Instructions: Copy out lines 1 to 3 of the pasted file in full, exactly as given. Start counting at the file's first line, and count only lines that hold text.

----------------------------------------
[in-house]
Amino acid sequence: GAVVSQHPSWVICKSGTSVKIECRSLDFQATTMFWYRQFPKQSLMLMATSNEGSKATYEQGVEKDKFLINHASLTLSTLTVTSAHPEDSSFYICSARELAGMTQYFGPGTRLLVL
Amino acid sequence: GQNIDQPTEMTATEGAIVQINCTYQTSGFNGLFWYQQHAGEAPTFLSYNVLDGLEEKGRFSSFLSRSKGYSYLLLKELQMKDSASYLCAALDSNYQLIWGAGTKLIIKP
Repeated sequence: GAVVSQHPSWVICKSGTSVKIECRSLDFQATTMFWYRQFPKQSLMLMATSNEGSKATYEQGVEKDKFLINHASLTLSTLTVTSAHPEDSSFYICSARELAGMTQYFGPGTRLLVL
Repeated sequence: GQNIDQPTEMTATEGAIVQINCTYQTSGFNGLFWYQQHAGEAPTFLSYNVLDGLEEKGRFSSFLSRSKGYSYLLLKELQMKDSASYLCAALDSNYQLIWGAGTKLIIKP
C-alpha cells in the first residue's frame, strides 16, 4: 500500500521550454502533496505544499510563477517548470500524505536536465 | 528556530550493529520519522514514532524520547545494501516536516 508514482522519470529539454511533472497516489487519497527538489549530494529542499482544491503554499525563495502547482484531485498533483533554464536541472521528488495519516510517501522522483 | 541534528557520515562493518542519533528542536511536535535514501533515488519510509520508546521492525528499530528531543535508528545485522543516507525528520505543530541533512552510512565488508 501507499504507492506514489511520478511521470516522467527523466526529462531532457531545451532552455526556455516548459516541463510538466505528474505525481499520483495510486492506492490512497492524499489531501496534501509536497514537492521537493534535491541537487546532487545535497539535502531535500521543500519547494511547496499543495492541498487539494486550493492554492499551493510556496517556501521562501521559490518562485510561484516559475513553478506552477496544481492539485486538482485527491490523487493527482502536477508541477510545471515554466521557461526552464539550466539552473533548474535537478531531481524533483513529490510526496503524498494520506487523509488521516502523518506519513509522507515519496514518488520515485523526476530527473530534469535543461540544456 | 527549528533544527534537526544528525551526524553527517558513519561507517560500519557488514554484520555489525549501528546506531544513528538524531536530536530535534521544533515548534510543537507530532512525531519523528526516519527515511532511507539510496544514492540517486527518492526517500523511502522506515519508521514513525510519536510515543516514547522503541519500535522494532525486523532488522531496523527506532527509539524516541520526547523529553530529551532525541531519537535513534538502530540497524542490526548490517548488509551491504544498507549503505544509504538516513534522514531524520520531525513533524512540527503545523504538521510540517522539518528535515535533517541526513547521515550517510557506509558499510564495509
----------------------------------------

[in-house]
Amino acid sequence: GAVVSQHPSWVICKSGTSVKIECRSLDFQATTMFWYRQFPKQSLMLMATSNEGSKATYEQGVEKDKFLINHASLTLSTLTVTSAHPEDSSFYICSARELAGMTQYFGPGTRLLVL
Amino acid sequence: GQNIDQPTEMTATEGAIVQINCTYQTSGFNGLFWYQQHAGEAPTFLSYNVLDGLEEKGRFSSFLSRSKGYSYLLLKELQMKDSASYLCAALDSNYQLIWGAGTKLIIKP